To be honest, I could have gone with just about any Eddie Murphy movie made over the past twenty years or so. In the end, though, the lucky winner of the Eddie Murphy crap-platter has to be The Adventures of Pluto Nash, a movie so horrible, so unnecessary and just so damn pointless, that work on the movie actually begun in the mid-‘80s and wasn’t finished until the year 2000, which is just mind boggling. My mind, it is boggled. And if that wasn’t enough, the movie, which cost $100 million to make was then shelved for another two years because it was too horrible to even see the light of day. I mean, Hollywood releases shit like Baby Geniuses all the time and yet, it was deemed that The Adventures of Pluto Nash was too awful to even meet those lofty standards. Think about THAT. When the movie finally was released, it made all of $7 million. The good news is that the movie was such a debacle that it scared Eddie Murphy straight and he’s never made a bad movie since. Unless, of course, you count I Spy, Daddy Day Care, The Haunted Mansion, Norbit, Meet Dave, Imagine That or A Thousand Words. Jesus Christ, Eddie.
Before Johnny Depp was making a bajillion dollars (a rough estimate provided by Guyism accountants) playing trashed pirate Jack Sparrow (his character was supposed to be perpetually shitfaced, or at least really, really stoned, right?), there was another movie about pirates, a swashbuckling big budget surefire hit starring… wait, Matthew Modine and Geena Davis? I’m just imagining that pitch meeting: “So, we only need $115 million dollars to make the movie. Wait, wait, before you say no, we’ve got Matthew Modine on-board. He’s worth $200 million just by himself!” Well, sign me up! Of course, the movie made somewhere in the neighborhood of negative infinity dollars and was so disastrous that it actually caused the studio that made it, Carolco Pictures, to declare bankruptcy and go out of business. I mean, that’s what you get when you write a $115 million check for Matthew Modine to dress like a pirate, but still, that’s pretty harsh. But being so bad that your studio goes out of business? Yeah, that’s worth a spot on this list.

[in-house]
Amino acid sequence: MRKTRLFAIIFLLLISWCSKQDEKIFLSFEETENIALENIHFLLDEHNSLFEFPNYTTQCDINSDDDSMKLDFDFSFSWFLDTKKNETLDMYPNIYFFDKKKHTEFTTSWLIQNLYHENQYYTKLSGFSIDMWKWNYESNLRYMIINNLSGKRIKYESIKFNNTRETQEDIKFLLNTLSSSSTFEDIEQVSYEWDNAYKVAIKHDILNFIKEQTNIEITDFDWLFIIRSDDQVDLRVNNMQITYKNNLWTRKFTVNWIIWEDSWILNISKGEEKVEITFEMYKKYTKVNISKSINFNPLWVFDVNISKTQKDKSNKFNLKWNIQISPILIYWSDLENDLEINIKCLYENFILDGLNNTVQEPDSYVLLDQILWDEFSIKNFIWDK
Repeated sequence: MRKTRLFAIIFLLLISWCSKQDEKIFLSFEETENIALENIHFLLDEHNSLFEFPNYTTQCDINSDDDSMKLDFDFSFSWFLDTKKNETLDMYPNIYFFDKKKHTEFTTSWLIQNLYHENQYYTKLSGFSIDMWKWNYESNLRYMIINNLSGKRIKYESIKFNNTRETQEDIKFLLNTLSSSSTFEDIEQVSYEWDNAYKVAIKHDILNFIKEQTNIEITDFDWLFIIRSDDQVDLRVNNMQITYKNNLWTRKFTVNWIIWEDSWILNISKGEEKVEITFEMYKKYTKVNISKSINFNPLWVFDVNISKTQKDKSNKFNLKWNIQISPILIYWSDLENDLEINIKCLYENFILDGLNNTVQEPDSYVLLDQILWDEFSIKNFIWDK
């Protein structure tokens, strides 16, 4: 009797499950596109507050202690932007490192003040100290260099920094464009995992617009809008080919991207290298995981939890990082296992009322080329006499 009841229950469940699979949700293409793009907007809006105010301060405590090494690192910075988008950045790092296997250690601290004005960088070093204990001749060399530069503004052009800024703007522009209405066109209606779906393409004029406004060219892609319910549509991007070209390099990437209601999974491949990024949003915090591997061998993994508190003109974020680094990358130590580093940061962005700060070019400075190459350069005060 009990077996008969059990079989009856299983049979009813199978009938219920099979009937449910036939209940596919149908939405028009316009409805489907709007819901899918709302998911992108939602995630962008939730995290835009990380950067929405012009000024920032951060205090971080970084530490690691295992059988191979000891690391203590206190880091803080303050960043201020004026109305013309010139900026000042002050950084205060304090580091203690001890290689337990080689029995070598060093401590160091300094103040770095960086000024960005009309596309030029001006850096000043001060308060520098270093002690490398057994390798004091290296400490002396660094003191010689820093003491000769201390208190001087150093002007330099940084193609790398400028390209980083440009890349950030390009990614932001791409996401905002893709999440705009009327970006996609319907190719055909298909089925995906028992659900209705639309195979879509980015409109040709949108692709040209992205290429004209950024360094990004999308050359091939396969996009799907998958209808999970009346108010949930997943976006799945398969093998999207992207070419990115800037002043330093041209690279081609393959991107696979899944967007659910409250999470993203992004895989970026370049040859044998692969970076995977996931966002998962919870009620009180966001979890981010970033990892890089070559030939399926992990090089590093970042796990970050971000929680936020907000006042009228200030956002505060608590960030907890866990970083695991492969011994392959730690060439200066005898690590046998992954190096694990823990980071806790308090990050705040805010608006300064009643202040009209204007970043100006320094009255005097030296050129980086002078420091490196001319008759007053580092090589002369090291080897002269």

Prior to Waterworld, Kevin Costner was quite possibly the biggest movie star in the world. Before you do a spit-take and ruin your monitor, just remember that he was coming off the smash hits Robin Hood: Prince of Thieves and Dances With Wolves, for which he won an Academy Award. Naturally, this meant that he was given pretty much full control over his future projects, including the ill-fated Waterworld. Then the set sank – yes, the set actually sank over and over again – costs skyrocketed, the movie was a huge flop and Kevin Costner was forever doomed to be known as the Kevin Costner you think about on those rare occasions when you do think about him, like, say, whenever you take a particularly odious bowl movement. Of course, since everyone in Hollywood is either a dullard or coked out of their minds they let him do it again, and he came up with The Postman, which probably should have been on this list too. Now, Kevin Costner would be lucky if someone trusted him with ten bucks to go on a coffee and donut run, and he has Waterworld to thank for it.